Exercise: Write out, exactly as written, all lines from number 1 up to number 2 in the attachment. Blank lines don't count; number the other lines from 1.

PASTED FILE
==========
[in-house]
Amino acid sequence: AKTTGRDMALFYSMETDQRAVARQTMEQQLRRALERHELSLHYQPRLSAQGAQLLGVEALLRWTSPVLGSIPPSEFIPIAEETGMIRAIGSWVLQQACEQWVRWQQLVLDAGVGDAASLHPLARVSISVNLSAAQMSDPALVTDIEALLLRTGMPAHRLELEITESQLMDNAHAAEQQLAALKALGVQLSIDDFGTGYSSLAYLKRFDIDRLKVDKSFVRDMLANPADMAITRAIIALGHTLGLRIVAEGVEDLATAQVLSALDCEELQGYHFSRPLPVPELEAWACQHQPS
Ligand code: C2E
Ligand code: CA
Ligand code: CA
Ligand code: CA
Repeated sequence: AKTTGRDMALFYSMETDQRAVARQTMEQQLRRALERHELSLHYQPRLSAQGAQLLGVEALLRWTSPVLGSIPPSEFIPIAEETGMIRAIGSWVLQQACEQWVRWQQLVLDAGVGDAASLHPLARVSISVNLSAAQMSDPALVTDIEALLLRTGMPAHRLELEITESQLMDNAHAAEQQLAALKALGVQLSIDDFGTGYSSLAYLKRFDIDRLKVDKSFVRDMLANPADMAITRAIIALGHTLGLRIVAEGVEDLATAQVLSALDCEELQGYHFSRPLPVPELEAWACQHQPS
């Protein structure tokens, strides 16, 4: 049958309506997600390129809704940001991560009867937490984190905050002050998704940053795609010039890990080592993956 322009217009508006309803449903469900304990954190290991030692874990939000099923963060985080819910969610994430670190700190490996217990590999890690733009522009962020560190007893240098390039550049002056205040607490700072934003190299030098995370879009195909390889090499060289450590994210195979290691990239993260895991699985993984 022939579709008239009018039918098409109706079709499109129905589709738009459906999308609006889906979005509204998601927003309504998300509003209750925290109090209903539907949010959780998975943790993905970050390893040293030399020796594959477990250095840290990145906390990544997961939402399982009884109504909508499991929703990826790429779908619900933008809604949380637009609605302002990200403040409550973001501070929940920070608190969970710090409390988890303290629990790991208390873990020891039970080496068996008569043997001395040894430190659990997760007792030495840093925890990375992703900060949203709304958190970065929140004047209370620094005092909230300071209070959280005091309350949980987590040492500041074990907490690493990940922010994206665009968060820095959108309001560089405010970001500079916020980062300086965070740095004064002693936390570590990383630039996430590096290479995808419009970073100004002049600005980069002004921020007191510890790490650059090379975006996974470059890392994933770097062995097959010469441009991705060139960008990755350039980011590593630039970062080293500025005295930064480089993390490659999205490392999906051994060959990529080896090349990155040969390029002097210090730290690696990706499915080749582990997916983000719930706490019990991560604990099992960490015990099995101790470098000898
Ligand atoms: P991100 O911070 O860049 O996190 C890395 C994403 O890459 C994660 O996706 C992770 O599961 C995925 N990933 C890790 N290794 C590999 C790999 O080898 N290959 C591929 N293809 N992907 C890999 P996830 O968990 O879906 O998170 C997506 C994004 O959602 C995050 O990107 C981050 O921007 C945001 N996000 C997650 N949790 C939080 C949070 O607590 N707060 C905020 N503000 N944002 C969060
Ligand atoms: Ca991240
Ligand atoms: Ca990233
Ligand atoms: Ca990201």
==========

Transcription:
[in-house]
Amino acid sequence: AKTTGRDMALFYSMETDQRAVARQTMEQQLRRALERHELSLHYQPRLSAQGAQLLGVEALLRWTSPVLGSIPPSEFIPIAEETGMIRAIGSWVLQQACEQWVRWQQLVLDAGVGDAASLHPLARVSISVNLSAAQMSDPALVTDIEALLLRTGMPAHRLELEITESQLMDNAHAAEQQLAALKALGVQLSIDDFGTGYSSLAYLKRFDIDRLKVDKSFVRDMLANPADMAITRAIIALGHTLGLRIVAEGVEDLATAQVLSALDCEELQGYHFSRPLPVPELEAWACQHQPS